The information below is provided as a guide to assist students in engaging appropriately with the course requirements.

    A student enrolled in a 3 unit course, such as this, should expect to spend, on average 12 hours per week on the studies required. This includes both the formal contact time required to the course (e.g., lectures and practicals), as well as non-contact time (e.g., reading and revision).
    Learning Activities Summary

    Relativistic Quantum Mechanics (75%)
    - Klein Gordon Equation
    - Problems with the Klein Gordon Equation
    - Dirac Equation
    - Probability Current
    - Two-Spinor Decomposition
    - Hole Theory and the Anti-Particle Wave Function
    - Rotation Group O(3) and the Lorentz Group O(3;1)
    - Review of Tensors
    - Manipulating Exponentials of Operators
    - Transforming Spinors: Vector and Spinor Lorentz Generators
    - Lorentz Covariance of the Dirac Equation
    - Adjoint Spinor
    - Four-Current Density
    - Parity
    - Sixteen Gamma Matrices and associated Theorems for Gamma Matrices
    - Natural Units
    - Plane-Wave Solutions and their Lorentz Properties
    - Completeness and Projectors
    - Four-Spin
    - Electromagnetic Coupling, Magnetic Moment and the Gyromagnetic ratio
    - Charge Conjugation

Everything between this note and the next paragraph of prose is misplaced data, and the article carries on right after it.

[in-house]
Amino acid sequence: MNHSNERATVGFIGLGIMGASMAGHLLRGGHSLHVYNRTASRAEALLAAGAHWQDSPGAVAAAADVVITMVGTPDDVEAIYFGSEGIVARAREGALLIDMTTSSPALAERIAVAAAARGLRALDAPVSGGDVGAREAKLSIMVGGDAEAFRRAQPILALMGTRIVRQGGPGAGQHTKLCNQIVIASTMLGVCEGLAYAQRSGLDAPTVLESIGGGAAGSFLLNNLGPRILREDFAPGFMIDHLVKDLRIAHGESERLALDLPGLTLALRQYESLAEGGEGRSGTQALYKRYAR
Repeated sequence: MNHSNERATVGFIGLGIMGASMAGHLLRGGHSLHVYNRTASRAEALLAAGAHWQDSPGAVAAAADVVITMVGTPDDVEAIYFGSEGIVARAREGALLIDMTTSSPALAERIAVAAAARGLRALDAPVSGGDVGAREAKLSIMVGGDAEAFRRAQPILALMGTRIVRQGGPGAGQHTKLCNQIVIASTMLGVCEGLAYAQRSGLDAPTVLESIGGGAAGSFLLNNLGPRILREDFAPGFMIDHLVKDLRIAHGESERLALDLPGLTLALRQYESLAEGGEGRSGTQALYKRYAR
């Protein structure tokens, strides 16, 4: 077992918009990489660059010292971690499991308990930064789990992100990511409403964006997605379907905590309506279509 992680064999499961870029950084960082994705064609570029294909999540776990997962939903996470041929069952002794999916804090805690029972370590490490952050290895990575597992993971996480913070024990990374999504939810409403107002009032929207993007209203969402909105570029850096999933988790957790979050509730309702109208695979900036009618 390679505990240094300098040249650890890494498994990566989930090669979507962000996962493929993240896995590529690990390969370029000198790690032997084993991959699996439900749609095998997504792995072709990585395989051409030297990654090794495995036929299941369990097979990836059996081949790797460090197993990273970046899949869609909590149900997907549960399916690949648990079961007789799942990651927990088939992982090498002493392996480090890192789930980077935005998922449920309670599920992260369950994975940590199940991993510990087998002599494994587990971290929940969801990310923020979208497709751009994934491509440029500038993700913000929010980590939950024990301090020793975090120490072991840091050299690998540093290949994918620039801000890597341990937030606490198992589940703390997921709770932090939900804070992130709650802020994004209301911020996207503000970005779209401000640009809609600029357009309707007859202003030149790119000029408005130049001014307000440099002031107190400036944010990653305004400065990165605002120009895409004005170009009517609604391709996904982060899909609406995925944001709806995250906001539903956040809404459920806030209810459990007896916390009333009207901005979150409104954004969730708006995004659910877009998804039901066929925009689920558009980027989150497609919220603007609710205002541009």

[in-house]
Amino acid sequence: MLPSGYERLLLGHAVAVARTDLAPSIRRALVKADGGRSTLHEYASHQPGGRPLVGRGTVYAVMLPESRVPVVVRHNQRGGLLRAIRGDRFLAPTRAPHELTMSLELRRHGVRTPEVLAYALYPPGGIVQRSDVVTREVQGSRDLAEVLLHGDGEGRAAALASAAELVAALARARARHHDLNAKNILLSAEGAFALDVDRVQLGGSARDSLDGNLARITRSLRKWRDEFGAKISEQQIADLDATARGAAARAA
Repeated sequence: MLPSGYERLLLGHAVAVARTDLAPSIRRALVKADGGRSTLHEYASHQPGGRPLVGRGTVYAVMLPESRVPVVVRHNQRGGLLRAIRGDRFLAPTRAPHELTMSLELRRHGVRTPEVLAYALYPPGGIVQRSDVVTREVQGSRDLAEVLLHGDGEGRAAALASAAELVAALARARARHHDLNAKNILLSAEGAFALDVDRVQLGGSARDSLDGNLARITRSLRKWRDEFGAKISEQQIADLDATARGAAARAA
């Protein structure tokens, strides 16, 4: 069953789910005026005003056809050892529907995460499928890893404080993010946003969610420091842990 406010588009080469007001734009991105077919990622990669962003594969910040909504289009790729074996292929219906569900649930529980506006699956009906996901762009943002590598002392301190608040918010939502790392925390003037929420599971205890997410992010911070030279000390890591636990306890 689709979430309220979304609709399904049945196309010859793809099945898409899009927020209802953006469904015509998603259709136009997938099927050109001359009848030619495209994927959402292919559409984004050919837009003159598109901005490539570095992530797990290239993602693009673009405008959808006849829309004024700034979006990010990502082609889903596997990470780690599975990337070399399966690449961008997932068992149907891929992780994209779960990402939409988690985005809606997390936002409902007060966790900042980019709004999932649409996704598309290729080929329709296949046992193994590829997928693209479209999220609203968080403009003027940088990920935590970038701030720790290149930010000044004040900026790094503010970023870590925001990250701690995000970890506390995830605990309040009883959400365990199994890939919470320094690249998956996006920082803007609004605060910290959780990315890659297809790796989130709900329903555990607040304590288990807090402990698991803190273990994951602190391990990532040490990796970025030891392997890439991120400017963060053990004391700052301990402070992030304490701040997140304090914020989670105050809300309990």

- Klein-Gordon Atom
    - Relativistic H Atom
    - Corrections to Dirac Spectrum

    Particle Physics (25%)
    - Introduction to Standard Model Interactions
    - Conservation of Charge, Baryon Number.
    - Conservation of Lepton and Lepton Family Number.
    - Quark Structure in Reactions.
    - Strangeness, Parity, Charge Conjugation and G-Parity.
    - Parity of the Pion.
    - Quarks and Isospin.
    - Constituent versus Current Quarks.
    - Feynman Diagrams for Physical Processes
  • Assessment

    The University's policy on Assessment for Coursework Programs is based on the following four principles:

    1. Assessment must encourage and reinforce learning.
    2. Assessment must enable robust and fair judgements about student performance.
    3. Assessment practices must be fair and equitable to students and give them the opportunity to demonstrate what they have learned.
    4. Assessment must maintain academic standards.

    Assessment Summary
    Assessment task Type of assessment Percentage of total assessment
    Yes or No
    Objectives being assessed / achieved
    Assignments Formative & Summative 30% No 1-6
    Final exam Summative 70% No 1-6
    Assessment Detail

    The standard assessment consists of 2 assignments. This may be varied by negotiation with students at the start of the semester.

    Final exam
    One 3 hour exam is used to assess the understanding of and ability to use the material.

    Submission of Assigned Work
    Coversheets must be completed and attached to all submitted work. Coversheets can be obtained from the School Office (room G33 Physics) or from MyUNI. Work should be submitted via the assignment drop box at the School Office.